Members of the North Dakota Higher Education Challenge Grant Committee approved nearly $3 million in grant funding for state universities and colleges, but got bogged down in discussion and disallowed, at least temporarily, some requested funding for Minot State University’s preschool program.
Chaired by Lt. Gov. Brent Sanford, the committee on Thursday, Nov. 18, handed out grant dollars to institutions, including nearly $1.5 million for the University of North Dakota. When it came time to discuss the preschool program at MSU, members nixed part of the state’s grant after discussing the propriety of giving money to the preschool, with some saying it is beyond the scope of Challenge Grant program.
“(I’ve got) a problem with that preschool,” said Rick Burgum, an at-large committee member appointed by Gov. Doug Burgum. “I don't know if that fits in here.”
The Challenge Grant program provides higher education institutions with $1 in funding for every $2 that is raised privately. The funding is for scholarships and endowments, among other uses.
At MSU, the school received a donation for $75,000 that was to be divided between teacher education scholarships and support for the preschool. The state’s match would have been $37,500. MSU had about $500,000 in other grant applications, all of which were approved, less the amount for the preschool.
MSU President Steven Shirley explained that the preschool program is housed entirely within the university. Early childhood education students work there, and nursing and speech pathology students give screenings to the children there. Thus, he said, the preschool fits within the university's educational framework.
When asked by Rick Burgum, Shirley said the preschool competes with private preschools in town, but said it is a needed service due to a shortage of such facilities.
North Dakota State University System Chancellor Mark Hagerott spoke in defense of the program and said it is not unique in the state, and that other institutions have provided such a service at the request of civic leaders. Hagerott called the challenge of daycare a national crisis.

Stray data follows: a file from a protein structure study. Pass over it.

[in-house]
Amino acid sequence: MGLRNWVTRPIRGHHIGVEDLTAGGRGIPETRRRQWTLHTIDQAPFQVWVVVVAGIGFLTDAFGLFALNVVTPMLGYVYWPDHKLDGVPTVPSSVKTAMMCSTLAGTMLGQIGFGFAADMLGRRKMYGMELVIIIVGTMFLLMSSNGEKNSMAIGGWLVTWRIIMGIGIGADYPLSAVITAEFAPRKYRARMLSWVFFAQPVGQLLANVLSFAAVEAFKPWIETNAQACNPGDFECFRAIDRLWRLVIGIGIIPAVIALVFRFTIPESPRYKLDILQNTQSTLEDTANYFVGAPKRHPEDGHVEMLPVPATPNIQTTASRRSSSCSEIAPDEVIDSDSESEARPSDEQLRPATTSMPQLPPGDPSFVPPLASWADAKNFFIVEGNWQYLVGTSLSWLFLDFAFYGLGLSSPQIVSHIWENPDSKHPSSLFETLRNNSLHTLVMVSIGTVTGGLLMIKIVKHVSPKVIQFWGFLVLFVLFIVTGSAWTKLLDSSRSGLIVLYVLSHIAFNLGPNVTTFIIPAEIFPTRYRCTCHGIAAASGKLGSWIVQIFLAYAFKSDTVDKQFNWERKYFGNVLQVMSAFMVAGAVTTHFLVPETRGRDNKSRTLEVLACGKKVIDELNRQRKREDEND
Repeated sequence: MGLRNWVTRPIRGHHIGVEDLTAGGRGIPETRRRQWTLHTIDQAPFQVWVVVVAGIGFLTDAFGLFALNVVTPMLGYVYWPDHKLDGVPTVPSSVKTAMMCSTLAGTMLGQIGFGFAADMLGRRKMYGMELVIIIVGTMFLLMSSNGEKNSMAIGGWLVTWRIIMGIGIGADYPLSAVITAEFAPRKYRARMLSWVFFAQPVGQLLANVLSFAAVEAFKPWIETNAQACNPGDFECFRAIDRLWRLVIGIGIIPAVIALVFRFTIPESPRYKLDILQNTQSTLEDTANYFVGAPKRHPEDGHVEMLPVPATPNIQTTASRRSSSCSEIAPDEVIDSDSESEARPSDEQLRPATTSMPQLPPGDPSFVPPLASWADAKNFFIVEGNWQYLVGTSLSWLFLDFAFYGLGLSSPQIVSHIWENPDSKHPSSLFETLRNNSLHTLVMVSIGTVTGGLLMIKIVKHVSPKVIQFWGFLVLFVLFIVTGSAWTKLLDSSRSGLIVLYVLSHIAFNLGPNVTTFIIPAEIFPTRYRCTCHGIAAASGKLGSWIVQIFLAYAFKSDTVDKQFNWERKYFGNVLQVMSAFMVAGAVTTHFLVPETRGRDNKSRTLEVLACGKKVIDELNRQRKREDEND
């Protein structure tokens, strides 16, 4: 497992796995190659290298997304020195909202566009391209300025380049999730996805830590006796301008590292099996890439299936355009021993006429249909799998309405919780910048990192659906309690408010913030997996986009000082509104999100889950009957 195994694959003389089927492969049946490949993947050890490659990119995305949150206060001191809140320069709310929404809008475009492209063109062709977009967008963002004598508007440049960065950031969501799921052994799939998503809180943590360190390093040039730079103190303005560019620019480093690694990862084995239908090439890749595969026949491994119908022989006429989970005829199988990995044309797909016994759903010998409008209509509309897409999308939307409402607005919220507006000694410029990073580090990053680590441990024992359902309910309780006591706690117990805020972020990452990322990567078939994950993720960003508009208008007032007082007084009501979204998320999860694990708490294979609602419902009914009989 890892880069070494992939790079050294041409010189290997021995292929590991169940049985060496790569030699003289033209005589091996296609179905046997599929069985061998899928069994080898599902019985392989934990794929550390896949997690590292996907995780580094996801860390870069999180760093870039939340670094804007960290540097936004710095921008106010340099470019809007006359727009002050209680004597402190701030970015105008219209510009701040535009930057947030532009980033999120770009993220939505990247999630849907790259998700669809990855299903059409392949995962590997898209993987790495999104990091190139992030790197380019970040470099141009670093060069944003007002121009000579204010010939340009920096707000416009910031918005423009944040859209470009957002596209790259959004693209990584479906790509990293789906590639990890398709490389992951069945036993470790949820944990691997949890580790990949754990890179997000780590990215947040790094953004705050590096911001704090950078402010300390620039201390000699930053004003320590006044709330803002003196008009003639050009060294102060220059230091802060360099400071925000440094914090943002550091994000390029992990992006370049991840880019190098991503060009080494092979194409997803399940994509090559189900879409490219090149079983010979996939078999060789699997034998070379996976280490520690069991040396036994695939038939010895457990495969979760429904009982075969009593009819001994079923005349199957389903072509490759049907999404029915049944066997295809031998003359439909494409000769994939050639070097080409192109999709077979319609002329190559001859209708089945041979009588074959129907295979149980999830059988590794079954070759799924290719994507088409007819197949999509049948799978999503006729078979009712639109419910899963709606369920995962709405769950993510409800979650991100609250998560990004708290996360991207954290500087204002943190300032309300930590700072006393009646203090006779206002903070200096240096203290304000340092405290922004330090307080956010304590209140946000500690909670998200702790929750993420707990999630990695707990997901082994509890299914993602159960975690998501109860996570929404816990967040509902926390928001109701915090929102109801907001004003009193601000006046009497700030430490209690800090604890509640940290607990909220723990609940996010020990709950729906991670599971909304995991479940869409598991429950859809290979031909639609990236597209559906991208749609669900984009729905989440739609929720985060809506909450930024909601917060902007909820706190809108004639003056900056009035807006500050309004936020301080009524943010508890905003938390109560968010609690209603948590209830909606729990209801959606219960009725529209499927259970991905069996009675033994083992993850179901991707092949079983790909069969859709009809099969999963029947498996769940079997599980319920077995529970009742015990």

“I do appreciate your point of overreach of government, but this is a great example of a needed response,” Hagerott said.
Responded Burgum: “Well, maybe we should give daycare to all the schools then.”
Burgum continued that he is not against child care, but only questions if it belongs in the Challenge Grant program.
Shirley was then invited to re-submit the application for grant funding at a forthcoming Challenge Grant meeting.
While the bulk of the meeting was spent on MSU, UND’s portion flew by without much discussion. DeAnna Carlson Zink, CEO of the UND Alumni Association and Foundation, said $2.3 million was raised for faculty endowments, for which the university sought $1.15 million in a state match. Also, $650,000 was raised for nine scholarships across four colleges at UND, for which the school requested $325,000 from the state. Committee members promptly approved the requests.
“We are very happy (and) our donors are very happy to get these out so that the money can be endowed and put to work very quickly,” Zink said.
Since the start of the program in 2013, UND has received $18.7 million from the Challenge Grant fund to go along with $37.3 million in gifts and endowments, according to a report submitted to the committee by the university. Donors reside in 37 states and the District of Columbia.